Kay Graham (Meryl Streep) is the owner of the Washington Post in the early seventies, dropped into the role after the death of her husband who was appointed by her late father. When the opportunity comes to be part of an expose that involves breaking the law and putting her fortune and even her freedom at risk, she is torn between the advice of her board and her editor, Ben Bradlee (Tom Hanks).
It’s a slow start, with a lot of very necessary character and background information, and while I was interested, I wasn’t all that compelled. But as the action heated up, I was on the edge of my seat. I was so tense, feeding from the high energy and stress onscreen. And at the end, I felt down. Looking at the sixties and seventies, people really seemed to care about the government lying to them. Now, it seems that it doesn’t matter. People in power lie blatantly in ways that are easily proven and yet there is no outrage, no consequences. Such a timely film.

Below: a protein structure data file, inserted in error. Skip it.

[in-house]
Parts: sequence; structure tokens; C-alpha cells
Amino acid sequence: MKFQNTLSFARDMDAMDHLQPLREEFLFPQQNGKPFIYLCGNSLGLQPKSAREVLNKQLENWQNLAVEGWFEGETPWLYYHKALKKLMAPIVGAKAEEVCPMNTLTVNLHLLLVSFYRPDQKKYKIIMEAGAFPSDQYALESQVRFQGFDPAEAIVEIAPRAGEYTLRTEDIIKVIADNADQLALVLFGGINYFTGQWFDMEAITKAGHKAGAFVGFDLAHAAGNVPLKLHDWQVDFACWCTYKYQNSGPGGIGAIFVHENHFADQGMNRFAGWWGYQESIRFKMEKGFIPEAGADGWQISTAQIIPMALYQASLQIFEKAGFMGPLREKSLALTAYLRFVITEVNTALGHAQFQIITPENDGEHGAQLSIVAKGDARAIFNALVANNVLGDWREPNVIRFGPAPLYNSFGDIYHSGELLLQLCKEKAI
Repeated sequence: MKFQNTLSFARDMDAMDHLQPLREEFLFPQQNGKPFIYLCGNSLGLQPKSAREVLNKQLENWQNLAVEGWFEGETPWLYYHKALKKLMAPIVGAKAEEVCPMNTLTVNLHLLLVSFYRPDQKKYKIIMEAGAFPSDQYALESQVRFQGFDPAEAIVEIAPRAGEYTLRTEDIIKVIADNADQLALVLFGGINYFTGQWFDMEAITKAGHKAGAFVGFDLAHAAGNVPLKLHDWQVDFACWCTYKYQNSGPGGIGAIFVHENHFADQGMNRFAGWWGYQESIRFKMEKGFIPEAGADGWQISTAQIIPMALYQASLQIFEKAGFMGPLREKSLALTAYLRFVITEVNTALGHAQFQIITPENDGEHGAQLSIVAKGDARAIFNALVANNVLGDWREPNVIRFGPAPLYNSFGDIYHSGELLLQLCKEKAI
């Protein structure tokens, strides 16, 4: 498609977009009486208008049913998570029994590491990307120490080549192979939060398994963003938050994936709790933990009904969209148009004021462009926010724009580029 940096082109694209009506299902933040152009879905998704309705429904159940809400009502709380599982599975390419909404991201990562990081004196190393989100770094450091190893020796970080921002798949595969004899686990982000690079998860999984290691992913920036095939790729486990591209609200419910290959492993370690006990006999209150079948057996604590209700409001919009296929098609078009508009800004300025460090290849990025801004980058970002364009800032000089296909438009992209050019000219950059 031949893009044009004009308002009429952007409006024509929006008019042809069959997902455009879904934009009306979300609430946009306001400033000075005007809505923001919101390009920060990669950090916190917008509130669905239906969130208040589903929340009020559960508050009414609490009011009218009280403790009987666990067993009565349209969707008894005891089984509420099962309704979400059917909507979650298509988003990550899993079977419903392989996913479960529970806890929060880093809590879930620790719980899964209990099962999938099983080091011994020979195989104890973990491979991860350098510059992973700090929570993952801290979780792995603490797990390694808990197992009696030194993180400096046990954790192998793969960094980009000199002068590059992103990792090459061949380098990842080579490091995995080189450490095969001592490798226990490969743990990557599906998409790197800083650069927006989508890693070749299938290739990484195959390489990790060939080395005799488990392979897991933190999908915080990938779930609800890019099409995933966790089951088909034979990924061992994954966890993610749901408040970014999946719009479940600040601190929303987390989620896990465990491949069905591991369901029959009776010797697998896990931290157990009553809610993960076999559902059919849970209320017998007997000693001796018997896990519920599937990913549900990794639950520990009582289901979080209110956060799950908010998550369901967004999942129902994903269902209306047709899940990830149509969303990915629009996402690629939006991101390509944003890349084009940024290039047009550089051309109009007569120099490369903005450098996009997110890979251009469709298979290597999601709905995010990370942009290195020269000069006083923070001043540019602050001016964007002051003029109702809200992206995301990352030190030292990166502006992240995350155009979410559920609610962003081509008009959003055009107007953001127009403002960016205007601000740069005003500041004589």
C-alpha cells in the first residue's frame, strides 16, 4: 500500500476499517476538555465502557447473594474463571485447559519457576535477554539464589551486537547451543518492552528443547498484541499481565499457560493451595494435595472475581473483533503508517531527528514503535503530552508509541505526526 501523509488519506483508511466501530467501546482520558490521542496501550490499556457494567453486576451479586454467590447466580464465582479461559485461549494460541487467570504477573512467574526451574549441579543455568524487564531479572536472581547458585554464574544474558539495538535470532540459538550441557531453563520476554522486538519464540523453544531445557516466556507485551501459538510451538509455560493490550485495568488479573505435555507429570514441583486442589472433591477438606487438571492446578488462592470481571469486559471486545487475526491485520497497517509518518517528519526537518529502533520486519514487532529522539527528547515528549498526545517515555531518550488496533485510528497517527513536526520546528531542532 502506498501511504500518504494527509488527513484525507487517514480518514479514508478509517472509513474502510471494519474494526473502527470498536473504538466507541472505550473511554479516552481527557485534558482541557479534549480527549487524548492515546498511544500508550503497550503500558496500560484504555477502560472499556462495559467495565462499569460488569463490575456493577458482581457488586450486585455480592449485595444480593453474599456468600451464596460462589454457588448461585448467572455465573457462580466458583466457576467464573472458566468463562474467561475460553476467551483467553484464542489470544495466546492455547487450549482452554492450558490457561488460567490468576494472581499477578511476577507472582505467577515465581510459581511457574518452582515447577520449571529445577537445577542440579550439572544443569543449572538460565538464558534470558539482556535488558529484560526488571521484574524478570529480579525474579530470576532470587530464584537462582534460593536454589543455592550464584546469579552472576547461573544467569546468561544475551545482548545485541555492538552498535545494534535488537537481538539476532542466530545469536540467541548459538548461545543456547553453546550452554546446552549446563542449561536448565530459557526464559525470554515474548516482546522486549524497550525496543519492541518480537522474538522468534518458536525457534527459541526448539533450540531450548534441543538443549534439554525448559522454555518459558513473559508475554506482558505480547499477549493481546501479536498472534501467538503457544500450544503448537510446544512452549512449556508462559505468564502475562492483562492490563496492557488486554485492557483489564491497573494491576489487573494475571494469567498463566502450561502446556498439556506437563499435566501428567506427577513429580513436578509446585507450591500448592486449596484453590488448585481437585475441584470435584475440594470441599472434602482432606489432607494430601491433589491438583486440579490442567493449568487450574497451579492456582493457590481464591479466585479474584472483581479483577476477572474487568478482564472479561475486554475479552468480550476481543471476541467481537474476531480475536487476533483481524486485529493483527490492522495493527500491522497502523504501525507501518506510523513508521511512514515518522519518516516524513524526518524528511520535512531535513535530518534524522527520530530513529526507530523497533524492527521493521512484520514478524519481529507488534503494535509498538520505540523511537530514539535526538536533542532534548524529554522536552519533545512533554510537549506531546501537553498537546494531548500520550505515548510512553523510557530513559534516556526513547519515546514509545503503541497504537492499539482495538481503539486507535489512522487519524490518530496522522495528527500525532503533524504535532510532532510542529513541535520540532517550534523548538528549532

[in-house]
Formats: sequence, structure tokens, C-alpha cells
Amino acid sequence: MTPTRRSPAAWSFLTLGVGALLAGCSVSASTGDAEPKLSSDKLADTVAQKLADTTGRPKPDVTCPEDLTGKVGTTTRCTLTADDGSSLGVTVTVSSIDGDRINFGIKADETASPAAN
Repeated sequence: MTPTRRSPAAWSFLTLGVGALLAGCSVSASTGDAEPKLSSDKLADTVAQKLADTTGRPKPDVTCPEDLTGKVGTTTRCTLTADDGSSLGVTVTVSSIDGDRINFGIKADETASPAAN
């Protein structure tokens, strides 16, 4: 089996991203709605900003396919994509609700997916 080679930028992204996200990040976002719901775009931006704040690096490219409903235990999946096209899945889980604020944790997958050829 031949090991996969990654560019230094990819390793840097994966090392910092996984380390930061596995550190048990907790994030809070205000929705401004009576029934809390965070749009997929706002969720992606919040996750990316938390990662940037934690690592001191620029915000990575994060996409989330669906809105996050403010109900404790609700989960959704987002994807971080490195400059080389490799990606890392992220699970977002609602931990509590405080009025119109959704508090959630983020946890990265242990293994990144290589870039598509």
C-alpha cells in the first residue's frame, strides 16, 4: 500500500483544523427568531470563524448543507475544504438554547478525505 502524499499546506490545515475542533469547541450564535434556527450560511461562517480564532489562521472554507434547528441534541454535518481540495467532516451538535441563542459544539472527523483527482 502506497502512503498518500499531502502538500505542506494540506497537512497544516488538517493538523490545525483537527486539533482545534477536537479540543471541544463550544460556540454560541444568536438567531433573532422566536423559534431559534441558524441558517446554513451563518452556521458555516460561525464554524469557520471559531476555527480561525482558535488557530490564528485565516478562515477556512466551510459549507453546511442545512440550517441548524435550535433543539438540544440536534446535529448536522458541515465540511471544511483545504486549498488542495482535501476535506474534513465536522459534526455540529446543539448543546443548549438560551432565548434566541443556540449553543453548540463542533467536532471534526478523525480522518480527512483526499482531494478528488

The Post was nominated for Golden Globes for Best Motion Picture – Drama, Best Performance by an Actress in a Motion Picture – Drama (Meryl Streep), for Best Performance by an Actor in a Motion Picture – Drama (Tom Hanks), Best Director – Motion Picture (Steven Spielberg), Best Screenplay – Motion Picture (Liz Hannah, Josh Singer) and Best Original Score – Motion Picture (John Wiliams).